"I explained to the couple that Roy's performance anxiety stemmed from a fear of failure, and that the more Marlene set the mood with pretty lingerie or sex videos, the greater the demands on Roy. Marlene gasped when she heard that. 'I thought those things would help him relax,' she said. At that point, I suggested that they lower the pressure by being intimate in bed without the goal of intercourse or orgasm.

"Roy was silent for a long time. Finally, he said softly, 'You're so beautiful and I love you so much. It just kills me that I can't give you pleasure. That's why the more you show me that you want it, the more scared I get that I won't be able to do it.'

"Marlene blinked back tears and reached for Roy's hand. 'Oh, honey,' she said.

"'I know I haven't been pleasing you out of bed any more than in bed,' he told her, blinking back tears himself. 'Believe me, I want to do something about that.'"

"This was the perfect segue into the other issues that were tearing these two apart. Writing on a board I keep in my office, I asked them to rank their three most salient nonsexual problems. They actually burst out laughing when they realized that each expressed the same issues in the same order, but from opposite viewpoints. Marlene's first complaint was that Roy follows her around and never gives her a minute to herself. Roy's was that Marlene tries to escape from him and never wants together time. Second on Marlene's list was Roy's failure to clean up after himself; second on his was that Marlene doesn't appreciate his cooking dinner and makes a big fuss about the mess. Marlene's third gripe was that Roy doesn't do 'guy work' around the house; Roy's was that Marlene expects him to do chores he'd rather pay for.

"When they read these issues out loud, they admitted they were pretty trivial. I told them I wanted to spend the next several sessions teaching them to choose their battles. For example, Marlene could focus on her primary issue, not having enough 'space,' and ease up on Roy's messiness. Roy could listen to Marlene's reasons for wanting time to herself so he wouldn't feel personally rejected. That's when Marlene collapsed in tears. When she regained her composure, she said, 'Now that we're talking about stuff like needing a minute to myself or wanting Roy to clean up the kitchen, I realize there's more to it. I'm so tired of being the only adult in charge. When I got married, I thought I wouldn't have to hold the reins anymore. I wanted somebody to take care of me.'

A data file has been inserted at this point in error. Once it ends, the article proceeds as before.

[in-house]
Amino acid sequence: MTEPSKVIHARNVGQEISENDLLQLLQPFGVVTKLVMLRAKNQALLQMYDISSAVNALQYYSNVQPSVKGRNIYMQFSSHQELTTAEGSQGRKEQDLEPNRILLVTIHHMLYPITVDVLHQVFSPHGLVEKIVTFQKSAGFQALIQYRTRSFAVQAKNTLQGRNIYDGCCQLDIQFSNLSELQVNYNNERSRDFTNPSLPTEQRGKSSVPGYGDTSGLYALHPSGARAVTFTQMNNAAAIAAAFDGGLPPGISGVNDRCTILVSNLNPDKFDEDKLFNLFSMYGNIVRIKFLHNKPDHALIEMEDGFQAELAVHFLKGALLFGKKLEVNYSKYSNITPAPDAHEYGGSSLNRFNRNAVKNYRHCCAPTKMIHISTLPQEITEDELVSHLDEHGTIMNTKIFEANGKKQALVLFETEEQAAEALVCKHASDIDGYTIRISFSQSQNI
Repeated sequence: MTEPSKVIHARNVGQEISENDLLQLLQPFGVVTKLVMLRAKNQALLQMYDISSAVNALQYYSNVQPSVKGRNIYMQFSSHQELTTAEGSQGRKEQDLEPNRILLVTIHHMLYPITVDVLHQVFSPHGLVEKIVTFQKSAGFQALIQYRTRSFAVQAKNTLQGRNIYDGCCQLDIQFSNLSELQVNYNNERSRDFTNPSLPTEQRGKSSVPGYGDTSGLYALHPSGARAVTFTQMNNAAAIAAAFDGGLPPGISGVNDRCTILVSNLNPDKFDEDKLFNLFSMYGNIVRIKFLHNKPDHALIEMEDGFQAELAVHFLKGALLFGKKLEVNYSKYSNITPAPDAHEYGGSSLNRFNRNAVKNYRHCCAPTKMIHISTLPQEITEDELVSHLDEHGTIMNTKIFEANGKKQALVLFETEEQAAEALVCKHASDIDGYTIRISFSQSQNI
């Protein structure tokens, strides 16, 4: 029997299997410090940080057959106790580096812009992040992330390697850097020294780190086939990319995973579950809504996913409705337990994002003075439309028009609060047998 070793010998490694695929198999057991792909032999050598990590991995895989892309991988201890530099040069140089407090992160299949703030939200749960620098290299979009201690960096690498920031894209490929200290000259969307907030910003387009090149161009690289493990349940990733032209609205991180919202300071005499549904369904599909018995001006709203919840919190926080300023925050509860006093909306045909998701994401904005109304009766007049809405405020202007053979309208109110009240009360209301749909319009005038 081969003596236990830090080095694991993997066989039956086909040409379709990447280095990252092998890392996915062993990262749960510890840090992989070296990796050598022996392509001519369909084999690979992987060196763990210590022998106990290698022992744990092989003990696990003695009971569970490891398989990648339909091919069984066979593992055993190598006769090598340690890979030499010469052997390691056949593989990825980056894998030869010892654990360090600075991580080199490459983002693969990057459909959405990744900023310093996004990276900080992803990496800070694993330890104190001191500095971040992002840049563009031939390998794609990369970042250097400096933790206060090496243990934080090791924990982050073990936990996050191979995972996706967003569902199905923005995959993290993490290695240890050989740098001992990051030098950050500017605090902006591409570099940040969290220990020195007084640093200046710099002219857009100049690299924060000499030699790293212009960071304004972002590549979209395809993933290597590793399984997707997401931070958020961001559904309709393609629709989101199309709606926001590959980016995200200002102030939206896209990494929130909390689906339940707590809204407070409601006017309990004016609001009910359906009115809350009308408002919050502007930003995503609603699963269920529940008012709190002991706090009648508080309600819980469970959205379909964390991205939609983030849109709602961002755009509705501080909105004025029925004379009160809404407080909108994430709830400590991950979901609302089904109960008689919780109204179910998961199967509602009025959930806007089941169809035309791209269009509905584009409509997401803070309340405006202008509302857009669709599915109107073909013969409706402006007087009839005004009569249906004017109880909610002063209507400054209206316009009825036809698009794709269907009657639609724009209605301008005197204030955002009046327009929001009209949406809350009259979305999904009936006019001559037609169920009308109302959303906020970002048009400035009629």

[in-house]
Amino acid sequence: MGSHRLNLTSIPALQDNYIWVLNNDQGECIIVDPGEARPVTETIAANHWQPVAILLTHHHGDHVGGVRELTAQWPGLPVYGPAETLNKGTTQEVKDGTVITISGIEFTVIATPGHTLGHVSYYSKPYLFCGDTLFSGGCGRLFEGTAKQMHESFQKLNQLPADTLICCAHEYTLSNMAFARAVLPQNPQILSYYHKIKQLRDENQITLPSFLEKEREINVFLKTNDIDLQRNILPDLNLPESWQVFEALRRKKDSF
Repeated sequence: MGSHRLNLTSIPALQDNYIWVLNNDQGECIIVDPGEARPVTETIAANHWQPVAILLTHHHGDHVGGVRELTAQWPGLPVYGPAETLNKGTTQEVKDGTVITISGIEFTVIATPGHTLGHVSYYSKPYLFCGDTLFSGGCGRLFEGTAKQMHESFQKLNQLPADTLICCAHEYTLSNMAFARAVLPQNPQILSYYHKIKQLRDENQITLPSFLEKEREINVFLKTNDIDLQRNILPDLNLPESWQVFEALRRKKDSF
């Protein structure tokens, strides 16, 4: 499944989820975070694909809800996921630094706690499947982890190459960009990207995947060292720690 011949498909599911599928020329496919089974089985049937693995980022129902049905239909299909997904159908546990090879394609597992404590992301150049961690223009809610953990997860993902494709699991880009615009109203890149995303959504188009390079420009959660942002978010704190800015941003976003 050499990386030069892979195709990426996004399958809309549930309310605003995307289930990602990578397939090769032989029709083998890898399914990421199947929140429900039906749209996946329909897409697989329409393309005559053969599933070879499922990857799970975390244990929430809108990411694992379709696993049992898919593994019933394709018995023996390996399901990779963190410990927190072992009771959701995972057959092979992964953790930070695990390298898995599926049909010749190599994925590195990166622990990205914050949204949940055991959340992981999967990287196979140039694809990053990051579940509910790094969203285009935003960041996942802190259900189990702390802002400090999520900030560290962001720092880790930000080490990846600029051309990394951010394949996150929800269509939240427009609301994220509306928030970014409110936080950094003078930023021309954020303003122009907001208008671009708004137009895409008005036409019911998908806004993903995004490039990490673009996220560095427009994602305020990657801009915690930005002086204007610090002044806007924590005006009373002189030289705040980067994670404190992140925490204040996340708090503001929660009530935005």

"Roy put a protective arm around her shoulder. 'I'll take care of you,' he whispered. 'We'll work this out.' I was delighted by this exchange because I believed that if Roy could feel like Marlene's hero in some way, his ability to perform sexually would improve."

"I instructed the couple to use the 'listing' technique at home, with paper and pencil. They came to the next session with big smiles. 'It was really funny, but the minute Roy agreed to stop tagging after me, I kind of missed it,' Marlene admitted. 'I'd spend a few minutes upstairs changing into my sweats and then I'd be looking for him. I understood for the first time how lonely I'd been during those five years on my own.' As for Roy, he realized the key was Marlene's making that choice on her own.

"Over several months Marlene and Roy worked through their other issues. In my office, with me as the mediator, I taught them to avoid contempt, criticism, and stonewalling in their discussions with each other. They agreed that if Marlene needed to have Roy stop talking and give her some time to herself, she should say exactly that in a polite way. I also encouraged Roy, who is garrulous compared to Marlene, to be a bit more succinct.

"At one session Marlene conceded that it was okay to pay for chores; she also admitted that, despite her complaints, she actually liked being in charge of the family finances. Roy began making an effort to tidy up the house before Marlene got home. As a result, they both began looking forward to the dinner hour (as did Carl, since Marlene and Roy were no longer sitting in stony silence).

"The best news was that with every improvement in the relationship, Roy's performance anxiety eased. Finally, at one session, Marlene confided that Roy had been his lusty old self not once but twice that week. Roy nodded. 'What made the difference was when she told me spontaneously one day that she loved me.'

"'Such a simple thing,' Marlene admitted, smiling broadly. 'But I couldn't say it until I meant it. And now I do!'

"The last time I spoke to this couple, Roy could scarcely contain his elation at having achieved his dream of a solo show at a gallery on Newbury Street. 'Now that we're okay,' he said, 'I can be creative.'

"'This is his best work ever,' Marlene said proudly, turning to her husband. 'I'd rather have you spend your time painting than cleaning gutters any day.'"

Originally published in Ladies' Home Journal magazine, April 2006.